Regarding the chicken, I like to use bone-in, skin on chicken thighs because I think they have the most flavor and I really like them when making homemade chicken stock. And speaking of the stock you will use in this dish I can't emphasize enough that the more love you put into making a rich chicken stock the more depth of flavor you will have in your final dish. But if you're in a hurry you certainly could use store bought.
So there you have it. Let's get cooking, I'm getting hungry talking about all this good food. Enjoy!
1. In a pot make the stock by adding the chicken, the onion scraps, celery scraps, the carrots and 5-6 cups of water and bringing it just to the boil. Simmer over medium low heat so it stays just at or below a very slow boil for about 45 minutes or until you think it's done. Remove the pot from the heat and let it cool down a bit, maybe about 30 minutes. This cool down is not absolutely necessary but I think it helps make the stock richer. Onion scraps should include the skins as long as they are undamaged and the celery scraps should absolutely include leaves.
2. While the chicken is cooling, preheat the oven to 375. Cut the sausages in half lengthwise and place face down on a rack over a sheet pan. Bake in the oven until they're crisp. This may take 15 to 30 minutes and you can decide how crisp you want them to be. I like them to be like bacon and don't worry if they look like they are dried out a bit, they will come right back to life when you add them to the stock and they won't bring all that fat into the dish. Just don't burn them and you will be fine.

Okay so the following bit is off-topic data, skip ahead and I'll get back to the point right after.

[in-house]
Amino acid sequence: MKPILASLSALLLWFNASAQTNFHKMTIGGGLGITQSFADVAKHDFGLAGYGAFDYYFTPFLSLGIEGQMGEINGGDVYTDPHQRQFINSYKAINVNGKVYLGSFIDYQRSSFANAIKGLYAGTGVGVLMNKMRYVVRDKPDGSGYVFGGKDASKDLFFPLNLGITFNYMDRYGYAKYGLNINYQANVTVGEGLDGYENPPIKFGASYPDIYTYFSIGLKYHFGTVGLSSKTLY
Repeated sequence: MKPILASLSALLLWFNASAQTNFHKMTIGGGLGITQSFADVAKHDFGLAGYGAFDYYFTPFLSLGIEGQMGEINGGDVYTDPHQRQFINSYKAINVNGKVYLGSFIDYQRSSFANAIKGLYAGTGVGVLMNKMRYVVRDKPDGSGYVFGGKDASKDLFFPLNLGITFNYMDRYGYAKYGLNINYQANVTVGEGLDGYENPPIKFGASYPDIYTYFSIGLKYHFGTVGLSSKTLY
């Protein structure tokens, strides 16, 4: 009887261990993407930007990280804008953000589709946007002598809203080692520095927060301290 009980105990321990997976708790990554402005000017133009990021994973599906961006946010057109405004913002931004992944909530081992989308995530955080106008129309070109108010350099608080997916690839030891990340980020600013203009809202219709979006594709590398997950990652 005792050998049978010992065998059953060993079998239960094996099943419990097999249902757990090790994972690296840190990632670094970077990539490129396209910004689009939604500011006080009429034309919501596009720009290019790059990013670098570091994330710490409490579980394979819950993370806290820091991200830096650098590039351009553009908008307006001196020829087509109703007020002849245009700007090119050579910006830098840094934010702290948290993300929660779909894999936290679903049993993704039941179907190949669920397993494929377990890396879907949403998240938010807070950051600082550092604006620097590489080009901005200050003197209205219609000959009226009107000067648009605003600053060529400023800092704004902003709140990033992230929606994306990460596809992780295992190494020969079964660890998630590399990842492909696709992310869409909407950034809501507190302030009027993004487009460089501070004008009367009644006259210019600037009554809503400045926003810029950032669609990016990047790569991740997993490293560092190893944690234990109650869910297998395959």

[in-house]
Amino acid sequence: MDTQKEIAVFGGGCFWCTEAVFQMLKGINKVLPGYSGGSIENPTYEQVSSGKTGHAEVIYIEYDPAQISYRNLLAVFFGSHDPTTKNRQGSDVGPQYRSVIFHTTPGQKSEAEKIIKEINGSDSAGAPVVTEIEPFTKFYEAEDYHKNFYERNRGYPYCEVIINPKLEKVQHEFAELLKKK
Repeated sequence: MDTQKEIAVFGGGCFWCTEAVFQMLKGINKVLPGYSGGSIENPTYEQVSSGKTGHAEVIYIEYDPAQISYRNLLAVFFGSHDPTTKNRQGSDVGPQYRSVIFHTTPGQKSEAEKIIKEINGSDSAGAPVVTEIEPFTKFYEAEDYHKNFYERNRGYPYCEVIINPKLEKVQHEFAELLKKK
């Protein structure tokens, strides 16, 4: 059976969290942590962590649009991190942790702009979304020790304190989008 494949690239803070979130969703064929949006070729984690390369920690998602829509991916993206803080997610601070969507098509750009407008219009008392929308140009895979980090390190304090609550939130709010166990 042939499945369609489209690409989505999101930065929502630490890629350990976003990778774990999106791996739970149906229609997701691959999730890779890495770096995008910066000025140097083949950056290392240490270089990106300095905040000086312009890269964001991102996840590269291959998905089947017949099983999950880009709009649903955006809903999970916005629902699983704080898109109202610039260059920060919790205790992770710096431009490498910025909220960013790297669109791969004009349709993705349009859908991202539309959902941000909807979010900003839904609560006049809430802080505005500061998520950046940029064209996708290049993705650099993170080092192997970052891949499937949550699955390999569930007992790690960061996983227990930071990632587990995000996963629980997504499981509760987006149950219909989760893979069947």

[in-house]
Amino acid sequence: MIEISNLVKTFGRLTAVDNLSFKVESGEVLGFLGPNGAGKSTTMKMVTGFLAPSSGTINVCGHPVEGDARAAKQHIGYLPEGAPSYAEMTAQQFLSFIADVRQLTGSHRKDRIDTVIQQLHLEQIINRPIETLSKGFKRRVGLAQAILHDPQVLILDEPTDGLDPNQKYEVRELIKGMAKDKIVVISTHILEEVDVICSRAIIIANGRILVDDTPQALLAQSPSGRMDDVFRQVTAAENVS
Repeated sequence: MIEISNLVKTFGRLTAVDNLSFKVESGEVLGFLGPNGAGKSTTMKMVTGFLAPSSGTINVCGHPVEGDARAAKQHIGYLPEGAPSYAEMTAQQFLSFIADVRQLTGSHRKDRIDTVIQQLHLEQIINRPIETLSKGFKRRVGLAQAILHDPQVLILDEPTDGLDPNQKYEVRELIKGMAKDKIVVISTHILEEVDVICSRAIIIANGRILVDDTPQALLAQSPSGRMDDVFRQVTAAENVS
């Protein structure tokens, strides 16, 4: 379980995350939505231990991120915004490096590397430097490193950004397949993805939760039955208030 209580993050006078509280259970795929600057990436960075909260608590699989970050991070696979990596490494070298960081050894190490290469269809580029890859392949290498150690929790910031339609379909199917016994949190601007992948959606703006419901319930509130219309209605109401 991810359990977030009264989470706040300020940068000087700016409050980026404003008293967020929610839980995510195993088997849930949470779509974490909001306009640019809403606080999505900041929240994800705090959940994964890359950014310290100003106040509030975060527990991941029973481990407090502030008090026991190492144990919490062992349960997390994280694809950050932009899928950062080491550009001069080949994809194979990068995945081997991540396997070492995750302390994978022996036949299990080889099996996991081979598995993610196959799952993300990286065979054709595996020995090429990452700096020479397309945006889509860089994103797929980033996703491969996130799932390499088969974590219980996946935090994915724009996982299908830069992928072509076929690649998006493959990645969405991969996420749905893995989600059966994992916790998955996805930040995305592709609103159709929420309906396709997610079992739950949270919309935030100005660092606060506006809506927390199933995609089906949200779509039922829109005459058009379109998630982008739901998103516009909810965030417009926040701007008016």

3. Once cooled, take the chicken out of the pot and remove the meat from the bones. You do not need to cut up the chicken any more than it already is as it will break up on its own in the dish.
4. Heat the oil in a heavy skllet with deep sides or in a cast iron dutch oven. Enameled cast iron such as Le Creuset works best here I think. Add the onion, celery, bell pepper and garlic and cook until translucent. Do not overcook and do not brown this.
5. Stir in the rice and cook for a minute or two.
6. Add the tomatoes if you are using them and stir in with the rice and vegetable mixture. Cook for 1 minute. This is more of a Creole touch but if you like them, add them sparingly.
7. Add 2 c of the stock, the chicken and the sausage to the pot and stir.
8. Add the seasonings and stir.
9. Cook uncovered over medium low heat so you maintain a slow simmer until the rice is cooked and the liquid is absorbed. If it gets too dry and the rice is not cooked add some more of the stock. You want this to be somewhat on the dry side and that's about all I can say. Moe would have to tell you the rest. When it's done add a handfull of chopped parsley and stir that in.